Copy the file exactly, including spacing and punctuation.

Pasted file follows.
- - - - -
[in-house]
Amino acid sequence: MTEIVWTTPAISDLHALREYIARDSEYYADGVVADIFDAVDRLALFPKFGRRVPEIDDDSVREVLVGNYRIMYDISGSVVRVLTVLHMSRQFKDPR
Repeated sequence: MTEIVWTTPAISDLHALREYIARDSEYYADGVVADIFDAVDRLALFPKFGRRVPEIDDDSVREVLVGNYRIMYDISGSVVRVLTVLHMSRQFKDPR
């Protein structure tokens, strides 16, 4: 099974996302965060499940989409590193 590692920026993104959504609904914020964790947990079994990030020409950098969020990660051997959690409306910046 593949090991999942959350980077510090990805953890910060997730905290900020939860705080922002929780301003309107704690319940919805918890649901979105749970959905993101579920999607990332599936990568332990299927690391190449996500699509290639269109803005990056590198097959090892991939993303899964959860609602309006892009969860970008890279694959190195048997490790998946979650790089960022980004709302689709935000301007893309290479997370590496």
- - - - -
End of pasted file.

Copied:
[in-house]
Amino acid sequence: MTEIVWTTPAISDLHALREYIARDSEYYADGVVADIFDAVDRLALFPKFGRRVPEIDDDSVREVLVGNYRIMYDISGSVVRVLTVLHMSRQFKDPR
Repeated sequence: MTEIVWTTPAISDLHALREYIARDSEYYADGVVADIFDAVDRLALFPKFGRRVPEIDDDSVREVLVGNYRIMYDISGSVVRVLTVLHMSRQFKDPR
């Protein structure tokens, strides 16, 4: 099974996302965060499940989409590193 590692920026993104959504609904914020964790947990079994990030020409950098969020990660051997959690409306910046 593949090991999942959350980077510090990805953890910060997730905290900020939860705080922002929780301003309107704690319940919805918890649901979105749970959905993101579920999607990332599936990568332990299927690391190449996500699509290639269109803005990056590198097959090892991939993303899964959860609602309006892009969860970008890279694959190195048997490790998946979650790089960022980004709302689709935000301007893309290479997370590496």